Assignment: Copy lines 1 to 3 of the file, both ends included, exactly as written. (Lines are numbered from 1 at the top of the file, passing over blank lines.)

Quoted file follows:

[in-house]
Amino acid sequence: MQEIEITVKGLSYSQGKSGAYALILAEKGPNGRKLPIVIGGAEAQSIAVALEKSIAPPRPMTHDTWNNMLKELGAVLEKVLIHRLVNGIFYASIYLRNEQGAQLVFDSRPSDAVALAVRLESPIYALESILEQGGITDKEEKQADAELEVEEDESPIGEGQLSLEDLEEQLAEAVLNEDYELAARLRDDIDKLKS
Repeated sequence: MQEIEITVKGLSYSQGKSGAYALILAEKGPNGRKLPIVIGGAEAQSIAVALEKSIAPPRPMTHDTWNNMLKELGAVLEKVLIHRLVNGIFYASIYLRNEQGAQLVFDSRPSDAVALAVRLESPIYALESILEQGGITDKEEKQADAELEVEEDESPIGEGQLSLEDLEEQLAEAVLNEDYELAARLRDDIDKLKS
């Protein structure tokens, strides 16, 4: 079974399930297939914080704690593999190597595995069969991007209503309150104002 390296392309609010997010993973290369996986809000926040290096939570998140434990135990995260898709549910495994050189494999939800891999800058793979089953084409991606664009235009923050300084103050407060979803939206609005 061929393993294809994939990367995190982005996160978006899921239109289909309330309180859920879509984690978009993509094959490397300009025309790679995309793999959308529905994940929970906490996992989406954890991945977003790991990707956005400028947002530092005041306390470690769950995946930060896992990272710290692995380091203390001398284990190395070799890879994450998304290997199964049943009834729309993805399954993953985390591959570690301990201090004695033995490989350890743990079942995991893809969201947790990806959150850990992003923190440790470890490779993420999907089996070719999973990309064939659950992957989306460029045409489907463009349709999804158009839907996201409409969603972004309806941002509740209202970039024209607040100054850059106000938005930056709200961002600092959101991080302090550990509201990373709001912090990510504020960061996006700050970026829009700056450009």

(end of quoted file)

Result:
[in-house]
Amino acid sequence: MQEIEITVKGLSYSQGKSGAYALILAEKGPNGRKLPIVIGGAEAQSIAVALEKSIAPPRPMTHDTWNNMLKELGAVLEKVLIHRLVNGIFYASIYLRNEQGAQLVFDSRPSDAVALAVRLESPIYALESILEQGGITDKEEKQADAELEVEEDESPIGEGQLSLEDLEEQLAEAVLNEDYELAARLRDDIDKLKS
Repeated sequence: MQEIEITVKGLSYSQGKSGAYALILAEKGPNGRKLPIVIGGAEAQSIAVALEKSIAPPRPMTHDTWNNMLKELGAVLEKVLIHRLVNGIFYASIYLRNEQGAQLVFDSRPSDAVALAVRLESPIYALESILEQGGITDKEEKQADAELEVEEDESPIGEGQLSLEDLEEQLAEAVLNEDYELAARLRDDIDKLKS